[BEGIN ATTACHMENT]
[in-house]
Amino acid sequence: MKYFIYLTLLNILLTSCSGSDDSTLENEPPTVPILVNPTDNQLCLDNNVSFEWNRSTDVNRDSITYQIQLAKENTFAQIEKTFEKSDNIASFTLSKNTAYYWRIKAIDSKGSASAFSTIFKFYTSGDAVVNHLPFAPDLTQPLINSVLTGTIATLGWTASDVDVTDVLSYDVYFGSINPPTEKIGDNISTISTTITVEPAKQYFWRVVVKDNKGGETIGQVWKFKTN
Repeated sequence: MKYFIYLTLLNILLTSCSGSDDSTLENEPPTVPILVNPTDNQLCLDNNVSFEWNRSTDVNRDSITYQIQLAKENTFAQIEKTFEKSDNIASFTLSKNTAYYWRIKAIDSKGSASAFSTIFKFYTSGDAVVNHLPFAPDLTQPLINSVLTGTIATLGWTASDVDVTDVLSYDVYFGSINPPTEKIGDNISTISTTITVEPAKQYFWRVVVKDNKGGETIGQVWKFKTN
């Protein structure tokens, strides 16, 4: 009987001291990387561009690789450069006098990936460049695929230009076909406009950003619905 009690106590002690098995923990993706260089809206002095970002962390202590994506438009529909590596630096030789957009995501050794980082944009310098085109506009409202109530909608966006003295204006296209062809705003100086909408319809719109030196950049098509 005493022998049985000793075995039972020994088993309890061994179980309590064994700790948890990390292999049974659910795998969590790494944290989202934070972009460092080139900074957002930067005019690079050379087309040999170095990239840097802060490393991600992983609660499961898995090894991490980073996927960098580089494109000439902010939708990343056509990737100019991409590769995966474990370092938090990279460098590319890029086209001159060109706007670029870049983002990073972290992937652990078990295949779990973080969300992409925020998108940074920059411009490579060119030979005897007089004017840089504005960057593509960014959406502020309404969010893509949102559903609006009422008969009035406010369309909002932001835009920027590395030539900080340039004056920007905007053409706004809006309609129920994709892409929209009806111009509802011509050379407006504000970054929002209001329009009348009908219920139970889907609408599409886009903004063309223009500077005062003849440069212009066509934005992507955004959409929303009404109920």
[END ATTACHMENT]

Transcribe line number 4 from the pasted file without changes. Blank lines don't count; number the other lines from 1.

């Protein structure tokens, strides 16, 4: 009987001291990387561009690789450069006098990936460049695929230009076909406009950003619905 009690106590002690098995923990993706260089809206002095970002962390202590994506438009529909590596630096030789957009995501050794980082944009310098085109506009409202109530909608966006003295204006296209062809705003100086909408319809719109030196950049098509 005493022998049985000793075995039972020994088993309890061994179980309590064994700790948890990390292999049974659910795998969590790494944290989202934070972009460092080139900074957002930067005019690079050379087309040999170095990239840097802060490393991600992983609660499961898995090894991490980073996927960098580089494109000439902010939708990343056509990737100019991409590769995966474990370092938090990279460098590319890029086209001159060109706007670029870049983002990073972290992937652990078990295949779990973080969300992409925020998108940074920059411009490579060119030979005897007089004017840089504005960057593509960014959406502020309404969010893509949102559903609006009422008969009035406010369309909002932001835009920027590395030539900080340039004056920007905007053409706004809006309609129920994709892409929209009806111009509802011509050379407006504000970054929002209001329009009348009908219920139970889907609408599409886009903004063309223009500077005062003849440069212009066509934005992507955004959409929303009404109920």